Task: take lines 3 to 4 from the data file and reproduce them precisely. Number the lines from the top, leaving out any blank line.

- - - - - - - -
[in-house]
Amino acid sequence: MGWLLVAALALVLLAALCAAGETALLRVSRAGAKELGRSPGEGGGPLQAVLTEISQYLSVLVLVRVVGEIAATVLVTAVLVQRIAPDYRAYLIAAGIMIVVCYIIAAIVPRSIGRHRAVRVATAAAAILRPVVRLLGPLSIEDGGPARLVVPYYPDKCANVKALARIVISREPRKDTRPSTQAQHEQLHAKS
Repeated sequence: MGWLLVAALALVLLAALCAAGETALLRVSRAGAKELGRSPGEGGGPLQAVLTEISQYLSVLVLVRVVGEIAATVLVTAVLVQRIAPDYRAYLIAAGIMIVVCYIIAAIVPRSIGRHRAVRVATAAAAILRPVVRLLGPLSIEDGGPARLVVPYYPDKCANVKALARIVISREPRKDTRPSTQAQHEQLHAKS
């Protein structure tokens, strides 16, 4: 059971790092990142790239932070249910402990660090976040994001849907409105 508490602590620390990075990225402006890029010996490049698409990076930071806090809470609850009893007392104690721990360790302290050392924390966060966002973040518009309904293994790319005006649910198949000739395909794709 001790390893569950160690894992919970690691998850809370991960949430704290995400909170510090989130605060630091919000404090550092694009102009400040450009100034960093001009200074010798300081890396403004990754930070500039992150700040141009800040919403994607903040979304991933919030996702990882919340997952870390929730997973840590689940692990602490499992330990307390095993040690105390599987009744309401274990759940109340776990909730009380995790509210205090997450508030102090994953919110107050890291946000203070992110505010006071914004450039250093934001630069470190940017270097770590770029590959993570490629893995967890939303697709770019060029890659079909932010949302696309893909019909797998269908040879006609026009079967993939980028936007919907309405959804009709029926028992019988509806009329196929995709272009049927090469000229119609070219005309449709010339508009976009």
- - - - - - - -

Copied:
Repeated sequence: MGWLLVAALALVLLAALCAAGETALLRVSRAGAKELGRSPGEGGGPLQAVLTEISQYLSVLVLVRVVGEIAATVLVTAVLVQRIAPDYRAYLIAAGIMIVVCYIIAAIVPRSIGRHRAVRVATAAAAILRPVVRLLGPLSIEDGGPARLVVPYYPDKCANVKALARIVISREPRKDTRPSTQAQHEQLHAKS
């Protein structure tokens, strides 16, 4: 059971790092990142790239932070249910402990660090976040994001849907409105 508490602590620390990075990225402006890029010996490049698409990076930071806090809470609850009893007392104690721990360790302290050392924390966060966002973040518009309904293994790319005006649910198949000739395909794709 001790390893569950160690894992919970690691998850809370991960949430704290995400909170510090989130605060630091919000404090550092694009102009400040450009100034960093001009200074010798300081890396403004990754930070500039992150700040141009800040919403994607903040979304991933919030996702990882919340997952870390929730997973840590689940692990602490499992330990307390095993040690105390599987009744309401274990759940109340776990909730009380995790509210205090997450508030102090994953919110107050890291946000203070992110505010006071914004450039250093934001630069470190940017270097770590770029590959993570490629893995967890939303697709770019060029890659079909932010949302696309893909019909797998269908040879006609026009079967993939980028936007919907309405959804009709029926028992019988509806009329196929995709272009049927090469000229119609070219005309449709010339508009976009």